Somatic genetics

Embryonal rhabdomyosarcoma shows allelic loss at 11p15 {271,925}. Alveolar rhabdomyosarcoma has a consistent translocation, usually t(2:13) (PAX3-FKHR), or less commonly t(1;13) (PAX7-FKHR) which can be performed on paraffin-embedded sections {141}.

Genetic susceptibility

Germline mutations of TP53 in Li-Fraumeni syndrome are found in some children with rhabdomyosarcoma.

Prognosis and predictive factors

Prognosis is determined by patient age, histologic subtype, and tumour clinical group {2123}. Younger patients have a more favourable prognosis than older r. *

Pax7 Paraffin
* M * f * Î C

Fig. 1.43 A Alveolar rhabdomyosarcoma of nasal cavity. After chemotherapy, domyosarcoma demonstrates remarkably atypical spindle cells with small amounts there is increased cytodifferentiation to rhabdomyoblasts. B An embryonal rhab-of eosinophilic cytoplasm.

Lymph node and distant metastasis is not common at presentation.

Macroscopy

The tumours range up to 8 cm, with a mean of about 4 cm. They are nodular, polypoid and morulated, soft and friable, purple to red, often ulcerated with associated haemorrhage or clot and necrosis {823,1848,2633,2795,2812}.

Histopathology

Most sinonasal angiosarcomas are histologically low-grade. They infiltrate the adjacent tissues and bone, accompanied by necrosis and haemorrhage. They comprise tortuous anastomosing vascular channels that dissect the stroma, capillary-sized vessels and cavernous vascular spaces. The lining endothelial cells range from flat to plump spindly to epithelioid, and often form papillary tufts. Intracytoplasmic vacuoles (neolumen), often containing erythrocytes, are characteristic of the epithelioid variant. The degree of nuclear pleomorphism is variable. Mitotic figures, including atypical forms, are variably present {823,1848, 2633,2795,2812}.

Immunohistochemistry

Angiosarcomas are immunoreactive for CD34, CD31, Factor VIII R-Ag and vimentin, and focally keratin (especially the epithelioid variant) and actin {2812}.

Differential diagnosis

The differential diagnoses include granulation tissue, intravascular papillary

Squamous Cell Tissue
Fig. 1.45 Angiosarcoma. A A richly vascularized tumour abuts the cartilage. Many ramifying vascular channels are filled with erythrocytes. B A benign duct (right lower) is surrounded by a vascular neoplasm with "neolumen" formation and intraluminal erythrocytes. Note the mitotic figure.
Alveolar Rhabdomyosarcoma Left Hand
Fig. 1.44 Alveolar rhabdomyosarcoma showing scant cytoplasm surrounding atypical nuclei. There are small areas of eccentric eosinophilic cytoplasm (left). The tumour cells are strongly immunoreactive to desmin (right).

patients In all rhabdomyosarcoma subtypes. Currently, the 5-year survival Is 4469%, and 90% for clinical Group I disease {322,1084}. Adults have a poor prognosis, with 5-year survival of <10% {1841,1856}. Embryonal rhabdomyosar-coma has a better prognosis than alveolar rhabdomyosarcoma {2123}. Botryoid and spindle cell variants {346} have a better prognosis than embryonal rhab-domyosarcoma. Furthermore, alveolar rhabdomyosarcomas with PAX7/FKHR are thought to have better prognosis than PAX3/FKHR tumours {1298}.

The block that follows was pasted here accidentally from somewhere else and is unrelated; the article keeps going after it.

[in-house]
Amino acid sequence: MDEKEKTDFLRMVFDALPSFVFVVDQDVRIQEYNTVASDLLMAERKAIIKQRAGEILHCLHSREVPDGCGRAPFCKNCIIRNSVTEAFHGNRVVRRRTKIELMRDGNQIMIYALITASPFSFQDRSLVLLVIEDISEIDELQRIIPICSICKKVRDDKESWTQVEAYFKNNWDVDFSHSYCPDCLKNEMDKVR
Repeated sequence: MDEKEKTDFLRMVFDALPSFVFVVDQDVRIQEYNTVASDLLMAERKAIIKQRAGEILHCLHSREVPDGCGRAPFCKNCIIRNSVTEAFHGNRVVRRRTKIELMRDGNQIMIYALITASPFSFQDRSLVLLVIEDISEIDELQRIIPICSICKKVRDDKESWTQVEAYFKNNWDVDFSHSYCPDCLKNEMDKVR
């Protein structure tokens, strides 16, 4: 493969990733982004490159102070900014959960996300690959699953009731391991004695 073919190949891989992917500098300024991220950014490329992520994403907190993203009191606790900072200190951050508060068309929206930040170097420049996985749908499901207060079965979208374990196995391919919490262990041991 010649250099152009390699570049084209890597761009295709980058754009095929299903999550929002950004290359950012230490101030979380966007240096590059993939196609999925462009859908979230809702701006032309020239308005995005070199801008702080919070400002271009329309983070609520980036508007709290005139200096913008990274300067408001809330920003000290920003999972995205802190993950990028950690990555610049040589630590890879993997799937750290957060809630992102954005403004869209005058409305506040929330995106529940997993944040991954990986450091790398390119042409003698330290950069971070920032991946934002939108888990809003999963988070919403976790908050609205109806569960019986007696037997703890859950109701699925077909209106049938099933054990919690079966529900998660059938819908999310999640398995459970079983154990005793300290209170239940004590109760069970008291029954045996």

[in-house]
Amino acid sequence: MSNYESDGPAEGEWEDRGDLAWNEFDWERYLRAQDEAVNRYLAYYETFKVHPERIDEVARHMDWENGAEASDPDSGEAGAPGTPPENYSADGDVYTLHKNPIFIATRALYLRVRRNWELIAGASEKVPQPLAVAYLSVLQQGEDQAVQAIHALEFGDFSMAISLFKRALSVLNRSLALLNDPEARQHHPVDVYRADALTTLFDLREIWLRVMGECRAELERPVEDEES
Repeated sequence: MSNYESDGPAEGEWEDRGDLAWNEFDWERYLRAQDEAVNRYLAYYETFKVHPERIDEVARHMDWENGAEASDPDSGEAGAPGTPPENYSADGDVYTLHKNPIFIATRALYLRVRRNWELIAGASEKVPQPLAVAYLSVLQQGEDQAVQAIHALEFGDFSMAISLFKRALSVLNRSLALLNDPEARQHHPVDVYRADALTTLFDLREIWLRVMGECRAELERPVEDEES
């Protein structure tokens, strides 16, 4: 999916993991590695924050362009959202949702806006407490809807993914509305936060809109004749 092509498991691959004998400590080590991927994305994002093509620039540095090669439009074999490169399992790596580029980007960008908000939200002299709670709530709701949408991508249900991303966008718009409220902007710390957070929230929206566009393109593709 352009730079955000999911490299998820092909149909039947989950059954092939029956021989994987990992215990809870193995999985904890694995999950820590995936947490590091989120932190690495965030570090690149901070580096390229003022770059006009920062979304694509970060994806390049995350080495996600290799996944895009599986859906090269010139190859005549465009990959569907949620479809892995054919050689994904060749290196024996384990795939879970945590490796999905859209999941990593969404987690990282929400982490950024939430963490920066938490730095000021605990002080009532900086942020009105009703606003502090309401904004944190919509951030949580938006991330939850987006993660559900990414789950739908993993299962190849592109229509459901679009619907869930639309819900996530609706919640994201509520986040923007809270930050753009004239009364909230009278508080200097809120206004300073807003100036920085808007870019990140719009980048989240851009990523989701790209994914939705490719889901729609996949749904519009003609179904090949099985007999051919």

Angiosarcoma

Definition

A malignant neoplasm of vascular phe-notype whose constituent tumour cells have endothelial features.

ICD-O code 9120/3

Synonyms

Malignant haemangioendothelioma; malignant angioendothelioma; lymphan-giosarcoma, haemangiosarcoma.

Epidemiology

Angiosarcoma is uncommon, accounting for less than 1% of all sinonasal tract malignancies {89,1603,1640,1848}. They occur in all ages, with a peak in the 5th decade, and a male predilection (male:female = 2:1). Females tend to be younger at presentation by up to a decade {823,1848,2633,2795,2812}.

Etiology

Radiation exposure {1556,1603,1848}, Thorotrast, arsenic and vinyl chloride are reported risk factors {2795}.

Localization

The maxillary sinus is most frequently affected. Other sites that may be involved primarily or secondarily include the nasal cavity and other paranasal sinuses {823,1848,2633,2795,2812}.

Clinical features

Patients present with recurrent epistaxis, profound pallor, a mass lesion, pain (including headache, otalgia, toothache), nasal obstruction, sinusitis, nasal discharge (often described as foul-smelling and blood tinged), paraesthesia and/or loose teeth. The duration of symptoms ranges from weeks to months, but is generally short (median, 4 months).

endothelial hyperplasia, haemangioma, nasopharyngeal angiofibroma, angiolym-phoid hyperplasia with eosinophilia, glo-mangiopericytoma, Kaposi sarcoma, malignant melanoma, carcinoma and large cell lymphoma {30,1388,1976, 2469,2764}.

Prognosis and predictive factors

Patients are usually treated by surgical resection with radiation and/or chemotherapy. Recurrences are common (50%), likely due to incomplete excision or possible multifocality. Metastasis is uncommon, and the predilection sites are the lung, liver, spleen, and bone marrow {1976}. The outcome is more favourable compared with the almost uniformly fatal outcome for cutaneous and soft tissue angiosarcomas {823, 1848,2633,2795,2812}

Malignant peripheral nerve sheath tumour

Definition

A malignant tumour of nerve sheath phe-notype.

ICD-O code

9540/3

Synonyms

Neurogenic sarcoma, malignant schwannoma, neurofibrosarcoma.

Epidemiology

Malignant peripheral nerve sheath tumours (MPNSTs) comprise 2-14% of all r •